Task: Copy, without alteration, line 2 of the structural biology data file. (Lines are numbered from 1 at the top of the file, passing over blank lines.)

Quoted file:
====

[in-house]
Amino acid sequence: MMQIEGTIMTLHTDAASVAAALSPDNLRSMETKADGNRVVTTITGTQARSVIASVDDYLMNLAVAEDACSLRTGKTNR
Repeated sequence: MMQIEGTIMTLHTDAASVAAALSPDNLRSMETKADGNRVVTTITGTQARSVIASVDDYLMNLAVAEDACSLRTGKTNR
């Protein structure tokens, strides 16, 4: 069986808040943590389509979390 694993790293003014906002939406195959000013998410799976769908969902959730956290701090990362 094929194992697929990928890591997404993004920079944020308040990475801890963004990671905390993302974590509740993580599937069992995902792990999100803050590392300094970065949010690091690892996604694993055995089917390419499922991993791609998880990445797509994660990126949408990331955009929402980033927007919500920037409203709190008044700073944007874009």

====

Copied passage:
Amino acid sequence: MMQIEGTIMTLHTDAASVAAALSPDNLRSMETKADGNRVVTTITGTQARSVIASVDDYLMNLAVAEDACSLRTGKTNR